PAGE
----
Symphony No.8 in A major, Op.26
Symphony No.10 in F minor, Op.30
OLYMPIA OCD 738
Myaskovsky [Volume 9]
Symphony No.9 in E minor, Op.28
Symphony No.20 in E major, Op.50
OLYMPIA OCD 739
Russian Federation Academic Symphony Orchestra
Recorded in the Great Hall of the Moscow Conservatory between 1991-1993
CD No: See below Duration: Reviewed: April 2003
Nikolai Myaskovsky Complete Symphonic Works, Volumes 8 and 9
Reviewed by Richard Whitehouse
Composed during 1924-5, Symphony No. 8 is a return to late-Romantic symphonism with a vengeance.
The intention had been to write a programmatic symphony around folk hero Stenka Razin, but confusion over sources led to a work in which folk music authentic and invented instead defined content. Poised between Rimsky-Korsakov and Glazunov, this is Myaskovskys stylistically most conventional symphony since No.2. Coming after the metaphysical range of No.6 and taut Expressionism of No.7, the Eighths opening movement, with its solemn introduction and ambling sonata structure, can only be thought backward looking. The Scherzo is lively and undemanding, though the Trios glinting sonorities and becalmed atmosphere evince deeper emotions.
The highlight is the Adagio its evocative cor anglais melody among the composers finest inspirations, and a persuasive instance of how the Russian melding of Occident and Orient could still yield something fresh. If the Allegro deciso is all too Finale-like, juxtaposing well-contrasted ideas a little predictably, at least the curiously unresolved chordal sequences of the coda avoid the expected apotheosis. Svetlanov clearly has an affection for the work, and if he places more expressive weight on the Adagio than it can reasonably bear, his performance overall is well attuned to the idiom.
Strange to imagine No.10 taking shape even while the Ninth Symphony was being composed. Completed late in 1927, the F minor is a taut single movement of violent contrasts and fervid expression that, along with the equally compressed but emotionally very different Thirteenth, stands as Myaskovskys most radical symphonic statement. Written for Persimfans, the conductor-less orchestra whose activities typified the relative iconoclasm of mid-1920s Soviet culture, the work took as its starting-point Pushkins poem The Bronze Horseman, and a sense of catastrophe is never far away. The main ideas starkly heroic and emotionally doomladen alternate to a heightened degree, yet without reaching any real conclusiveness.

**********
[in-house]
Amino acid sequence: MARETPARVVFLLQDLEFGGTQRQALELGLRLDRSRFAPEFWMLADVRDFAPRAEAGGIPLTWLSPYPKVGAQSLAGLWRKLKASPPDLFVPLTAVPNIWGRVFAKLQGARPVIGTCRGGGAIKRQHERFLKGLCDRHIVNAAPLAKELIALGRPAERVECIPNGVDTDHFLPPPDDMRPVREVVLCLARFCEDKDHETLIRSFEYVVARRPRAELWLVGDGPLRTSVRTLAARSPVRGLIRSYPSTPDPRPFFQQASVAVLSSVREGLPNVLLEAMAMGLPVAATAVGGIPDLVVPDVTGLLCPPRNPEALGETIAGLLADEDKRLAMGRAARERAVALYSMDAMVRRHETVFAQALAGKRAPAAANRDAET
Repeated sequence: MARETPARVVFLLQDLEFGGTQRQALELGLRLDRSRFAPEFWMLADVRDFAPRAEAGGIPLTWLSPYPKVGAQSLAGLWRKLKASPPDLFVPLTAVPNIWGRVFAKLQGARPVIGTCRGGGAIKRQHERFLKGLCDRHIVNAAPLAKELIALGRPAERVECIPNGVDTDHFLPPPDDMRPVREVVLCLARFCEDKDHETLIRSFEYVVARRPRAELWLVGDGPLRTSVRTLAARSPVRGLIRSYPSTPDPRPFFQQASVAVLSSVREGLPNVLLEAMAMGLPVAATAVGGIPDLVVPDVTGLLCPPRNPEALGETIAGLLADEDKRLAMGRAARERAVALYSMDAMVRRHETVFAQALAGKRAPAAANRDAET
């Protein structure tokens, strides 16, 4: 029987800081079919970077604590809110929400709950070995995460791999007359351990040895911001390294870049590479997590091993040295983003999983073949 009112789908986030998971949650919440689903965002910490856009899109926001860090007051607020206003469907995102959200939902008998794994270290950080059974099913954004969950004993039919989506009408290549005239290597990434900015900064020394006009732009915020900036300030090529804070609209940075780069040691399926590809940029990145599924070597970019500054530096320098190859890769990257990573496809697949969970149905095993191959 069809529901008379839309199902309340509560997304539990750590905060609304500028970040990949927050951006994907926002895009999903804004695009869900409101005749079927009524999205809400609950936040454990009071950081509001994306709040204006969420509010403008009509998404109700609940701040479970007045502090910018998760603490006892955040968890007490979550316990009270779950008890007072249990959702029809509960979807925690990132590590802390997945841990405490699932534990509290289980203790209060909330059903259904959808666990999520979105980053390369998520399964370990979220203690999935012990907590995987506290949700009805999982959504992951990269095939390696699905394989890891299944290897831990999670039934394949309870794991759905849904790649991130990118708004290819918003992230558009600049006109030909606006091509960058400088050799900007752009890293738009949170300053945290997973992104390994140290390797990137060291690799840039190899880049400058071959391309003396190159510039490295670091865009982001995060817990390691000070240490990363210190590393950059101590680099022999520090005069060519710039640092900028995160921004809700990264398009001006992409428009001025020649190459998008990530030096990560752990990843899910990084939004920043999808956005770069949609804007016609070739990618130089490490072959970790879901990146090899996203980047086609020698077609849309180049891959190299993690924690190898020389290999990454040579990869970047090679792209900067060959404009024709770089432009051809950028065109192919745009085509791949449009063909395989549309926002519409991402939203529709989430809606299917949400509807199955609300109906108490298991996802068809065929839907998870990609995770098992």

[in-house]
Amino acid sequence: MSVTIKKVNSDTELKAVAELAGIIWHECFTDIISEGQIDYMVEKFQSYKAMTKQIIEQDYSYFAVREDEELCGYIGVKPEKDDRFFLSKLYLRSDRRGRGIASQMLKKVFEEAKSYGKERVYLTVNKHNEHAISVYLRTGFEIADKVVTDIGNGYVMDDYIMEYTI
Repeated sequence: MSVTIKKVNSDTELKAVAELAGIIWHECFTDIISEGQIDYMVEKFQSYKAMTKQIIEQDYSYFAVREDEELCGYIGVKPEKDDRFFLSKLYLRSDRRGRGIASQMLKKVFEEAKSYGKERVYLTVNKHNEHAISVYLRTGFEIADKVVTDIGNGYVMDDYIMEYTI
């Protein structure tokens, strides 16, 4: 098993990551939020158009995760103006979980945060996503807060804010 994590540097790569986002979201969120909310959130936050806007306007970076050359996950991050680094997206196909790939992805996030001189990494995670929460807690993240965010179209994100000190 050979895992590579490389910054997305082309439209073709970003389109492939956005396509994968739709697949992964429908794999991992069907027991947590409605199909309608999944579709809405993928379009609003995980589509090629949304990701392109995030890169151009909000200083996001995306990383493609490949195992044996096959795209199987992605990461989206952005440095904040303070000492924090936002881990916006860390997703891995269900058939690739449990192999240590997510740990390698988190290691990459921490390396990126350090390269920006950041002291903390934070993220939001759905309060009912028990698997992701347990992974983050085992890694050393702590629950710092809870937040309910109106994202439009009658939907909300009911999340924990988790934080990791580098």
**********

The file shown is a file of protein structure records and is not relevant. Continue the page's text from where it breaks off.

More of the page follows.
Taken up by Leopold Stokowski in the USA, the work stood little chance once Socialist Realism began to kick in, though its legacy can be perceived in the First Symphony of Popov and the Fourth of Shostakovich both completed in the mid-1930s. Despite a rather constricted dynamic range, Svetlanovs account gets as close to the musics turbulent core as can be expected in a recording.
When Symphony No.9 began to take shape in 1926, Myaskovsky was unsure as to whether the piece constituted a suite or a symphony. Indeed, the sustained (overly so in Svetlanovs hands) opening Andante could almost be a bleak, Soviet successor to that from Tchaikovskys Third Suite. The sombre mood is impressively maintained to the extent that the Scherzo, for all its vivid scoring, seems jarring in its vigour and panache.
Once again, the slow movement pulls the work back into focus a finely proportioned elegy of wistful intimacy. The Finale begins amiably (anticipating Myaskovskys serenade pieces of the 1930s), but its more solemn second main theme provides emotional ballast and makes possible the movements build-up to an affirmative, though never needlessly triumphal conclusion. Less ambitious than its predecessor, the work achieves more by risking less.
Composed in tandem with its successor, No.20 was premiered late in 1940 a time, coming between the great terror and the great patriotic war, of relative calm in Soviet society. Like several others of Myaskovskys symphonic works from the 1930s, the overall character is direct and uncomplicated; music that aims to please, and with no falling-off of compositional craft. The opening Allegro is among the composers tautest sonata movements, its driving momentum a telling contrast to the gentle and touching Adagio which follows. The unquiet initial mood of the finale then helps sustain an episodic sequence of ideas climaxing in an unexpectedly jubilant coda.
Svetlanov has the measure of the piece in its first recording reinforcing the sense that, while hardly among the more radical or intense of Myaskovskys symphonies, its palpable sincerity makes it worth returning to.